How Strippers Bought Houses
In the famous movie The Big Short, there was a scene in which a stripper bought multiple investment condos. She was able to do so because there were subprime loans available in the early 2000s that required: (1) no income verification; (2) only a 680 credit score; (3) NO DOWN PAYMENT; and (4) no owner-occupancy. (I still remember when SunTrust Bank announced this loan program with much fanfare, and how it depressed all of us with a modicum of common sense.)
So, strippers could speculate in investment condos with no income and no money out of pocket – effectively getting free “put” options. If condo prices went up – woohoo! Strippers got rich! If condo prices went down – darn! Strippers walked and lost very little.
What could go wrong? Well, we know the answer…
Economy Was a Mortgage Broker/Stripper Doom Loop
What is even more amusing is that those strippers probably really were making very good money, as the same mortgage brokers who gave them loans were also spending inordinate amounts of time in those same strip bars, tipping strippers with the money they made providing mortgages for strippers…
So, 30% of our economy consisted of strippers and mortgage brokers making money off of each other – via bad mortgages and condo speculation. 😊
But I digress. Again.
Zillow Announces 1% Down!
Last week, Zillow announced its 1% down loan program, and the internet went wild with comments about how this is a return to the worst excesses of the subprime mortgage days.
I encourage readers to skim the comments below the Yahoo article I linked to in the previous sentence; you’d think we are on the verge of mortgage Armageddon.
But – alas, we’re not. And here’s why.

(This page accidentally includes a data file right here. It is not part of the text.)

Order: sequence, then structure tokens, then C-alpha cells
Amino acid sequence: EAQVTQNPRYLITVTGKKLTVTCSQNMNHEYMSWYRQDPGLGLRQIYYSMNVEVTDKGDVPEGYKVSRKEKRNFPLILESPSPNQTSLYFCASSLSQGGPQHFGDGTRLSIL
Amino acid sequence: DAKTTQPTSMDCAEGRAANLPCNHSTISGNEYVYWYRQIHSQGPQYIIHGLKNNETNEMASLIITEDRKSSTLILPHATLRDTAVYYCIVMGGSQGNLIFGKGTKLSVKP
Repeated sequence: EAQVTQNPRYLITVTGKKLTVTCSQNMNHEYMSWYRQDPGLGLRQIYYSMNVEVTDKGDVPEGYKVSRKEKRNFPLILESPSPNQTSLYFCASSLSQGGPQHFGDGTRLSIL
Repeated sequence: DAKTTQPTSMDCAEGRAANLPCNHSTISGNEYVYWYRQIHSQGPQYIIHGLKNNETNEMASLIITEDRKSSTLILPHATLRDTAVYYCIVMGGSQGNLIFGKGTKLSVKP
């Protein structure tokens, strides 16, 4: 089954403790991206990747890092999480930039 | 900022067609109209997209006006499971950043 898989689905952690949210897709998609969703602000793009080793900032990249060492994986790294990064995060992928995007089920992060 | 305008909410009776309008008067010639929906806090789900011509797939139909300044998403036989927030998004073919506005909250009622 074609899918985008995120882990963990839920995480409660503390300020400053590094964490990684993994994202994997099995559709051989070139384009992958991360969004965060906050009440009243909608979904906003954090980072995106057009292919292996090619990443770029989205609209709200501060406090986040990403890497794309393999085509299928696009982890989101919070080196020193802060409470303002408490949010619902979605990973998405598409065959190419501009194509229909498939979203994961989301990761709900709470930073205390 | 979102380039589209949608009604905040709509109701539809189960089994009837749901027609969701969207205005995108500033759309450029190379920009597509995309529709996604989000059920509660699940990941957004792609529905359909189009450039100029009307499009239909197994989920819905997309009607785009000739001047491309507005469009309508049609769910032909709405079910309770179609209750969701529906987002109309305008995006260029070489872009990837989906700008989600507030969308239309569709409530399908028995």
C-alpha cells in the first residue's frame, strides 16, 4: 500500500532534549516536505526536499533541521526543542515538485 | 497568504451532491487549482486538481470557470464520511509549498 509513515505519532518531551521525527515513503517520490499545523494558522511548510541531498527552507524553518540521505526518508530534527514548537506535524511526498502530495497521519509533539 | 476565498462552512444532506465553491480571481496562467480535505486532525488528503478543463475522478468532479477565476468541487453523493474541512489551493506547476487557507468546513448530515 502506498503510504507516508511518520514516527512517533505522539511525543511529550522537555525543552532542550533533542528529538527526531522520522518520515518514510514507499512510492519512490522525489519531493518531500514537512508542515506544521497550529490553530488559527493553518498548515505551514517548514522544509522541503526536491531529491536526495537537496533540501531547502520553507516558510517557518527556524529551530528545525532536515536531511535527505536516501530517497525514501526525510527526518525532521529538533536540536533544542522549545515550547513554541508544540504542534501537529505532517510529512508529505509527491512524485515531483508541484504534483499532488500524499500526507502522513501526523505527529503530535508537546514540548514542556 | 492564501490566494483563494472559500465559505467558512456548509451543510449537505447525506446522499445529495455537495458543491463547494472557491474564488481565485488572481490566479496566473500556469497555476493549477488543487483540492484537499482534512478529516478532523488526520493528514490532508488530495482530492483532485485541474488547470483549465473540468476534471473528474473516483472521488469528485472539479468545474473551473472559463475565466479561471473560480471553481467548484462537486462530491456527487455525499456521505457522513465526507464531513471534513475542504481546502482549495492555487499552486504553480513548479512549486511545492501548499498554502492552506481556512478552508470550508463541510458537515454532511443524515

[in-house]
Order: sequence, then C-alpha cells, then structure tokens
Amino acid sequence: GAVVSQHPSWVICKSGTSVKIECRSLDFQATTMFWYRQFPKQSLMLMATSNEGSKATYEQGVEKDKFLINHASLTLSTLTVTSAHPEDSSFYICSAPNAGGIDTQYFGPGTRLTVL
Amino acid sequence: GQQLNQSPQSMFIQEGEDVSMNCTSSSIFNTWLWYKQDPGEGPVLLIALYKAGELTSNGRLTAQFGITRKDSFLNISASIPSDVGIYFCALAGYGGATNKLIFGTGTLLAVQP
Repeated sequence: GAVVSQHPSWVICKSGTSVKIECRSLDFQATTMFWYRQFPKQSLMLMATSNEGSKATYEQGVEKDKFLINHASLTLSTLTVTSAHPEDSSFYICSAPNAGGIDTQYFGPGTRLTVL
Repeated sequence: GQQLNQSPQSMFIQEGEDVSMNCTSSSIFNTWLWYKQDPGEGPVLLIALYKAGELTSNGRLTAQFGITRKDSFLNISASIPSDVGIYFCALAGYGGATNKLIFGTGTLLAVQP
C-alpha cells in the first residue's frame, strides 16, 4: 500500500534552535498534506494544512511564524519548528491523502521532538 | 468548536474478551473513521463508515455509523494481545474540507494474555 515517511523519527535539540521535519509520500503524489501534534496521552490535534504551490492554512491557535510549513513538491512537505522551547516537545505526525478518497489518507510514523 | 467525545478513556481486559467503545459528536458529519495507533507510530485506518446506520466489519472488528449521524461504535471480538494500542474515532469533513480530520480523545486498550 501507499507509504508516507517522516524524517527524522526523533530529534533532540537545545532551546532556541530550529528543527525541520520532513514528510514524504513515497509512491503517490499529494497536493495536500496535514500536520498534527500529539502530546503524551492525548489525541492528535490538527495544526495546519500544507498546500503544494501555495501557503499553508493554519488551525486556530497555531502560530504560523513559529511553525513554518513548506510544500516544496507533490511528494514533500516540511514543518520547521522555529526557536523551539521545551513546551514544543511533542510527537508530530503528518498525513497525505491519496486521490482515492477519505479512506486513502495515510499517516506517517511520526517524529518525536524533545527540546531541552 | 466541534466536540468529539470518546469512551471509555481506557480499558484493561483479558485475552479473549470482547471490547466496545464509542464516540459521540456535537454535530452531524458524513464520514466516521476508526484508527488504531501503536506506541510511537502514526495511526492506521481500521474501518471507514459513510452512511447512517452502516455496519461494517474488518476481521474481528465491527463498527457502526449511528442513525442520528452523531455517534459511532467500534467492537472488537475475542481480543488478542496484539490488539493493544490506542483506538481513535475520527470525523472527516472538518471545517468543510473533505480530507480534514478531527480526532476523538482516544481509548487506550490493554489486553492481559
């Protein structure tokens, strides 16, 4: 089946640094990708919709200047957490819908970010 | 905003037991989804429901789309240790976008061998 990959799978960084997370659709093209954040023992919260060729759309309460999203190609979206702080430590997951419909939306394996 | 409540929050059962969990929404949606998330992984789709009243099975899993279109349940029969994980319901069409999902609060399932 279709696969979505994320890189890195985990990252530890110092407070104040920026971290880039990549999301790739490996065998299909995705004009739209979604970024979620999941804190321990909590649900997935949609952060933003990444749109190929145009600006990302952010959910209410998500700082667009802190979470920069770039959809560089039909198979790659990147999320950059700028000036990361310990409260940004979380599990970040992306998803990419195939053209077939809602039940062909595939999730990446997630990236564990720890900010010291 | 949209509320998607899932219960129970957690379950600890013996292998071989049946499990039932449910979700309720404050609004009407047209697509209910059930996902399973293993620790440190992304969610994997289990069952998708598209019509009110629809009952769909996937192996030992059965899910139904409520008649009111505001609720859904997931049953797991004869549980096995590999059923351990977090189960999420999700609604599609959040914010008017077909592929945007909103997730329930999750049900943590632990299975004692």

- Buyers need to actually verify income! Yep, it’s true. Unlike in 2005, today’s buyers need to verify income with a real job and real tax returns. This aspect alone makes the program night and day different from subprime stupidity.
- Strict income limits/bottom end of the housing market only. Borrowers cannot have incomes that exceed 80% of the median income for the area. This severely limits the number of buyers who qualify, and ensures the program will only impact the very bottom end of the housing market. There are few markets in California, for example, where this program would ever work.
- Rocket and UWM already offered this with marginal success. UWM released a similar 1% down program in April and Rocket followed suit in May. And neither has lit up the world with their programs, given the limitations.
- Glorified HomeReady (Fannie Mae)/Home Possible (Freddie Mac) programs. These 1% down offerings are really just glorified programs that Fannie and Freddie have offered for years, but with lender credits that lessen the effective down payments. So, once again, there is really nothing new under the sun.
What the Doomsayers Do Get Right
There is one thing that the doomsayers do get right. Very small down payments definitely do foster more foreclosure risk.
After the 2008 mortgage meltdown, many people walked away from their mortgages because they were upside down with negative equity and NOT because their payments were too high. The unaffordability myth was something the media and politicians put forth for clicks and to further impugn those “evil bankers” (to shift blame away from the politicians). To be sure, there were many people who could not afford their payments, but it was not because they adjusted upwards – and if values had continued to rise, they very likely would have found a way to keep their homes.
But, given that economists expect housing to “appreciate 18% over the next 5 years” (per the MBS Highway today), I think it is unlikely that our 1% down buyers will walk. This is particularly the case when the bottom end of the housing market is expected to appreciate the most, given the shortages.